The feelings of the people throughout the country began to be aroused as
they witnessed the outlawry of Germany in ruthlessly attacking and
wantonly interfering with American commerce on the high seas. The
agitation for preparedness to meet a critical world situation was on in
full swing. Congress and the President were harassed by conflicting
demands from every side immediately to "put our house in order" and to set
America safely on the road to national preparedness. Theodore Roosevelt
was clamorously demanding universal compulsory military service and was
ably aided by General Wood and Admiral Peary, who urged the adoption of
conscription. Secretary of War Garrison and Senator Chamberlain, of
Oregon, were converted to this radical movement and unwittingly became
part and parcel of the Roosevelt-Wood preparedness propaganda. These
gentlemen could see only the direct route to the accomplishment of the
purpose they had in mind and were alike unmindful of the difficulties and
obstacles that lay in the President's path. To them it appeared that all
it was necessary for the President to do was boldly to announce his
programme of preparedness and serenely to await its approval at the hands
of Congress. They were unmindful of the difficulties of the situation and
of the consummate tact that Would be required on the part of the President
to induce Congress to turn away from the old volunteer system and to put
into effect at once a system that overnight would transform America into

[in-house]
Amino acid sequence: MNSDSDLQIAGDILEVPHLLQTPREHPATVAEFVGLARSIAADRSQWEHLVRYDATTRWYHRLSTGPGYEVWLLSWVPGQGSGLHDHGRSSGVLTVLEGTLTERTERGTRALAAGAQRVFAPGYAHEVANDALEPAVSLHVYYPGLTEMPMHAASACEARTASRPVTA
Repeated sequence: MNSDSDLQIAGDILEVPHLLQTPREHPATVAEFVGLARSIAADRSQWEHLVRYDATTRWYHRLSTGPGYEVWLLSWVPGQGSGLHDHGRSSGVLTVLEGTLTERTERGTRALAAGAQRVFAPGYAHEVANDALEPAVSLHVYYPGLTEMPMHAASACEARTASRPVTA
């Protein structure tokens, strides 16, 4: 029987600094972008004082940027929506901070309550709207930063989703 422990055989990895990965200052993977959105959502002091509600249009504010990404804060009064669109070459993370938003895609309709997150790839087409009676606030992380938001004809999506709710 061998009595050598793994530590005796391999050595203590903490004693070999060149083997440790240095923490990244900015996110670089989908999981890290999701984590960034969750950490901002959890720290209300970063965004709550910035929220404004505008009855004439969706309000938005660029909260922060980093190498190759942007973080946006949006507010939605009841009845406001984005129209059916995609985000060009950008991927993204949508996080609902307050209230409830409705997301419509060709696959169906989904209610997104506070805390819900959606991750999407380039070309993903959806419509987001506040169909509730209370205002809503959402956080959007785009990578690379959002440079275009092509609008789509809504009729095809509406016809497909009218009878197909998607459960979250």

an armed camp. The President was bound to consider the stern actualities
of the situation and to withhold himself as far as possible from a too
vigorous insistence on any programme of preparedness that was not
traditionally, fundamentally American. It was a case of honest men seeing
the same thing in the same way but differing as to the practicable means
of accomplishing it. The President early realized that the volunteer
system was unsuited to our present needs and that it could not be quickly
turned into an active force to answer emergencies, but he was certain,
also, that the people of the country must be convinced of this before they
would agree to cut themselves away from the volunteer system under which
previous American wars had been fought to a successful conclusion. The
President felt that the old volunteer system was antiquated and not to be
considered, but the duty lay upon him to convince the leaders of the
Senate and House and the people that this was a fact. This was no easy
task to accomplish. Haste or impetuous action on his part in advocating